SD Bioline (Ag pf/pan, Cassette, RDT, kit) is a one step differential diagnosis by detecting HRP-II antigen from Plasmodium falciparum and pLDH antigen from other species (P. vivax, P. malariae, P. ovale) in human whole blood. The CareStart (Combo, dev., RDT) is a test designed for the differential diagnosis between Plasmodiumfalciparum and other Plasmodium species such as Plasmodium vivax, Plasmodium ovale and Plasmodiummalariae. Though, the gold standard for malaria testing remains microscopy, but the limitations associated with this technique could affect the speed of delivery of quality services to the patients (Ameh et al., 2012).
1.1 Statement of the Problem
Microscopy has been in use for over 100 years and is inexpensive, rapid and relatively sensitive when used appropriately (Laveran, 1891). Microscopy is regarded as the ‘gold standard’ for malaria diagnosis (WHO, 1999). However, the lack of skilled scientists in medical facilities in affected areas often leads to poor interpretation of data. In addition, microscopy is time consuming, labour intensive, and cannot detect sequestered P. falciparumparasites (Leke et al., 1999). It is less reliable at low-density parasitaemia that is, 50 parasites (ml blood) (Kilian et al., 2000; Bell et al., 2005). Even though microscopy is cheap, reliable and available on an instant base, it has limitations. For instance, in resource-limited centres, there are problems of equipment, training manpower, and workload, whereas in non-endemic countries, laboratory staff may lack sufficient exposure to malaria positive samples resulting in low expertise (Moody, 2002; Hanscheid, 2003).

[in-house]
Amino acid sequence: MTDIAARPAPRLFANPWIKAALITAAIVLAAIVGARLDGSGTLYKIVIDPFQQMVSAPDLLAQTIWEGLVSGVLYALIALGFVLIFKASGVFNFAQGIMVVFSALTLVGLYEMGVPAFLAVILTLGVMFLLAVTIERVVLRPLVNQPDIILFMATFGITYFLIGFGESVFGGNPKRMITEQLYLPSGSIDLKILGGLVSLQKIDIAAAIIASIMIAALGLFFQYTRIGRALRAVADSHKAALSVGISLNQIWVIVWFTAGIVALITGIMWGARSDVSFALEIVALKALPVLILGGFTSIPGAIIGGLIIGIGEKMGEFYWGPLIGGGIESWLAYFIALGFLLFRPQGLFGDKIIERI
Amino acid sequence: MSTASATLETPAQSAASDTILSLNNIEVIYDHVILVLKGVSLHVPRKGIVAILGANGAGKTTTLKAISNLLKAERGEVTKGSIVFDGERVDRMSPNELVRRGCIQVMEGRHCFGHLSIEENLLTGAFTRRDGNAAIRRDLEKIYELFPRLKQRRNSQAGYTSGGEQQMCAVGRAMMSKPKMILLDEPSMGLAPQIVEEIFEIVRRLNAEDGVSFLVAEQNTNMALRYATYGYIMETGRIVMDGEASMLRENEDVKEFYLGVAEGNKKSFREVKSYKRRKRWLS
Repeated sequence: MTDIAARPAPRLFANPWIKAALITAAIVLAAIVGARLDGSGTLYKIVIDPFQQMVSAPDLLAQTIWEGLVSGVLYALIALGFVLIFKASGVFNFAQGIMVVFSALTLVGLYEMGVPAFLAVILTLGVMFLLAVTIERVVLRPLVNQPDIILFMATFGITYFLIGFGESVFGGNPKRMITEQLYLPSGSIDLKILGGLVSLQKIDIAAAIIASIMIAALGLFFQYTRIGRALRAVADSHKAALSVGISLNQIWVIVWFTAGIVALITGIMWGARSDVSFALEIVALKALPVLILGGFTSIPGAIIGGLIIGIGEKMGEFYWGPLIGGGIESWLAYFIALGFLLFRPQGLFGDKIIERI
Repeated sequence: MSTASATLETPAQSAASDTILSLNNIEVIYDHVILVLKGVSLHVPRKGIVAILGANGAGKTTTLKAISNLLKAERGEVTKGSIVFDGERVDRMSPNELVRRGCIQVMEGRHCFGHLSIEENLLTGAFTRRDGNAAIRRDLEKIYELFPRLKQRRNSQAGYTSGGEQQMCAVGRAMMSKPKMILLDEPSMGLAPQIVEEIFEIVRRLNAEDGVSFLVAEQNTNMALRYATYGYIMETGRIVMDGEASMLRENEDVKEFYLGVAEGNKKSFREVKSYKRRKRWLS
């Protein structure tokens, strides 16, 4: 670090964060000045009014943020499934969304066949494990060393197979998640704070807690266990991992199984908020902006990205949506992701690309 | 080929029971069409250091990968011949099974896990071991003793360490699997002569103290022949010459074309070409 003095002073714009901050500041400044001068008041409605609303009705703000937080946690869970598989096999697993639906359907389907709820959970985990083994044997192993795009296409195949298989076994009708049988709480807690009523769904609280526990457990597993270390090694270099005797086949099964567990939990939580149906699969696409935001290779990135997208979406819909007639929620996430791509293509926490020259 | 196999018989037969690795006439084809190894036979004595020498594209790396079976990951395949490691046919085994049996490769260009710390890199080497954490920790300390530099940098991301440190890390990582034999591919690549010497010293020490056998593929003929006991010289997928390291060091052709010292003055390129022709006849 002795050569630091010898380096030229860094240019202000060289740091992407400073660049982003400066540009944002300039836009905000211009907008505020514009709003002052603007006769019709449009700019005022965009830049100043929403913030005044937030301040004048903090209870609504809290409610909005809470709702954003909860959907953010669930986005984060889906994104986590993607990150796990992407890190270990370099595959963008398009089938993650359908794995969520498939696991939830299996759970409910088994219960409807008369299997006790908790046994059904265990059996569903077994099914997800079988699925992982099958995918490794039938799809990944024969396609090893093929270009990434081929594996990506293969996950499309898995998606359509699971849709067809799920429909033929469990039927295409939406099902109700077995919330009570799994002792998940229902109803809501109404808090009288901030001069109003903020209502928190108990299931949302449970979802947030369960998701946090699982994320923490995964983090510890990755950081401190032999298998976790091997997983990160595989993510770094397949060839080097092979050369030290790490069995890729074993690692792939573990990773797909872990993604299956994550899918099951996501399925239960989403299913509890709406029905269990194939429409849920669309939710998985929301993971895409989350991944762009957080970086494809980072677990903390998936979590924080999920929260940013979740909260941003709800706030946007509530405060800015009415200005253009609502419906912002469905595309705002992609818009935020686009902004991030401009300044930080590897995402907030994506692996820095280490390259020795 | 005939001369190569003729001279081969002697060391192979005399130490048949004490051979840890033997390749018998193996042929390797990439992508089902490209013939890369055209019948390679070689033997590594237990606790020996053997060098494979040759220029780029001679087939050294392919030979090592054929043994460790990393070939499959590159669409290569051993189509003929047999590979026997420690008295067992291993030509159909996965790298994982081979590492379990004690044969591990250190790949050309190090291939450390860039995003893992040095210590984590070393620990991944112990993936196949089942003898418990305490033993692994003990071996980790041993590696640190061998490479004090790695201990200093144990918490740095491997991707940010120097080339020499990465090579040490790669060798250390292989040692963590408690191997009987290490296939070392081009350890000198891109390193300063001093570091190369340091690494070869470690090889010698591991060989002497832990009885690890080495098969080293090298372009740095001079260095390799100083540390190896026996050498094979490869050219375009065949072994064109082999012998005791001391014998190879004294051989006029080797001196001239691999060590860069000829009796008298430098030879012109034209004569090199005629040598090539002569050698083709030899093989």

In Nigeria, RDTs are still new to the people, and they are unsure of the efficacy, accuracy and authenticity. It has been 7 years since the launching of malaria RDTs in Nigeria but the populace know little or nothing about Malaria RDTs due to poor promoting from the part of manufacturers. In addition, the implementation of RDTs also faces many difficulties such as logistics; transport and continuous supply, limited shelf life and the need of proper storage rooms. RDTs are quickly affected by humidity and extreme temperatures (Wongsrichanalai et al., 2007). They are not able to quantify parasitaemia and may give false positive results owing to the persistence of antigens that can remain in the circulation of a patient after treatment (Wongsrichanalai et al., 2007).
1.2 Significance of the Study
The essence of continuous research and development is to find a way to improve the lives of people around the globe. Thus, finding an alternatively cheap, fast, convenient and effective way to diagnosis malaria is a key to control malaria. This study is therefore significant in many ways:
- The finding of this study will be useful and helpful to the Federal and State Government with regard to malaria eradication in making decisions on implementation of RDTs for routine diagnosis in the Nigeria, especially in rural areas.
- The findings of this study will provide an alternative, effective and reliable diagnosis of malaria patients in both those that are asymptomatic and symptomatic.
- RDTs are fast, easy to perform and relatively cheap and can easily be used by both the trained and untrained.
1.3 Research Questions
- What is the efficacy of SD Bioline and Carestart when compared to microscopy?
- Can RDTs such as SD Bioline and Carestart be alternative for the gold standard (microscopy) in the diagnosis of malaria.
1.4 Research Hypothesis
HA: RDTs are more efficient in the detecting of malaria cases than microscopy
HO: Microscopy is more efficient in defecting malaria than RDTs
- 1. Aims and Objectives of the Study